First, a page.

A Weekend on Block Island

Off the coast of Rhode Island, located between the Atlantic Ocean and Block Island Sound, is the 9.7 square mile island of Block Island. The island is part of the Outer Lands region which is a coastal archipelago. With a full time population of about 1,000, the island is quiet and peaceful in the winter months and transforms into an active tourist destination in the summer months for biking, hiking, beaches, and boating.

How to get there:

There is a small airport on Block Island and flights run often through New England Air from the Westerly, RI airport. However, I recommend the ferry. There are multiple ferries that run out to Block Island from NY, CT, RI, and MA and many allow cars. Check out the Block Island tourism page for more information on these locations and scheduled. I took the high speed passenger only ferry from Point Judith, RI. This is about a 30 minute ride and gives some great views of the mainland and Block Island as the ship approaches.

It is helpful to have a car on the island, but not necessary. There are multiple cab companies, bike and moped rentals, and the island is quite small and easy to get around. Driving can also be challenging with all the bikes and mopeds darting around. If you plan on going for the day, leave the car behind. But it may be helpful to have if you stay for the weekend.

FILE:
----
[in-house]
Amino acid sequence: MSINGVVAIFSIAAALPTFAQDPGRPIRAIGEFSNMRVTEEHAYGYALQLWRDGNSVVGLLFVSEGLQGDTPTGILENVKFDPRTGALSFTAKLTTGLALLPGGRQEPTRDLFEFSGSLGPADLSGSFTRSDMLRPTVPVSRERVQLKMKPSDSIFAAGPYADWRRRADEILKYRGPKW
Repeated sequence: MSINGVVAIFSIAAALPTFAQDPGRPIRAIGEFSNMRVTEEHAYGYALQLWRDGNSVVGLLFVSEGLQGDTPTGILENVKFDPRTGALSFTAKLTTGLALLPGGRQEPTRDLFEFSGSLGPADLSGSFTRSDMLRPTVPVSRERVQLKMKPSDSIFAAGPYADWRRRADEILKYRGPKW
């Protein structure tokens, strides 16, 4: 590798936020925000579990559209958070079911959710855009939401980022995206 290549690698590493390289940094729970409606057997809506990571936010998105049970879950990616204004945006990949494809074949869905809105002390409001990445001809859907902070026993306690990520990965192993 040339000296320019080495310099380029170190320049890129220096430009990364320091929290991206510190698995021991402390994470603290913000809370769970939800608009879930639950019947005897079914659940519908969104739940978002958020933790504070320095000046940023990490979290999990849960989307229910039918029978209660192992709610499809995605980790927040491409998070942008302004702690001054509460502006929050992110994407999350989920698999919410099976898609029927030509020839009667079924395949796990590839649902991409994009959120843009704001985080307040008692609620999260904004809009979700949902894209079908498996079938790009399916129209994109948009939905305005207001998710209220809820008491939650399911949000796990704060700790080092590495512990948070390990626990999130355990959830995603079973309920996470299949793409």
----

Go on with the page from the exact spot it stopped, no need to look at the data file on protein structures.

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Where to stay: 

Block Island is known for their incredible selection of Victorian era hotels. Some of the more popular ones are Atlantic Inn, the Spring House, Hotel Manisses, and the National Hotel. These have been restored and all have spectacular views. There are also plenty of B&Bs and guest houses throughout the island. Airbnb also offers some great options to rent houses or rooms in guest houses and is the most affordable option offering some private rooms for under $100.

I stayed at the Spring House during my trip. The hotel is lovely and holds on to its Victorian charms. The hotel offers stunning views of the water, a beautiful veranda and porch bar, excellent restaurant, and is easily walk-able to downtown and the ferry. The on-site restaurant uses produce grown locally on the property and they raise their own chickens.

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What to do:

When you arrive on BI, be sure to grab a guide book. These are free and given out by most hotels and near the ferry. The maps within the guide are helpful.

Beaches: Block Island offers 17 miles of unspoiled coastline. There are plenty of sandy beaches, rocky beaches, and coves to choose from. Fred Benson Town Beach offers a lovely beach with all the amenities you could possibly need including beach rentals and a lunch counter. Mansion Beach is a popular spot on the island with soft sand and clear waters. My personal favorite is Mohegan Bluffs. This rocky beach is at the base of a very tall set of stairs, but because of this, it is usually very quiet.

Water Sports: There are plenty of options throughout the island to rent kayaks or charter boats. I highly recommend spending some time out on the water.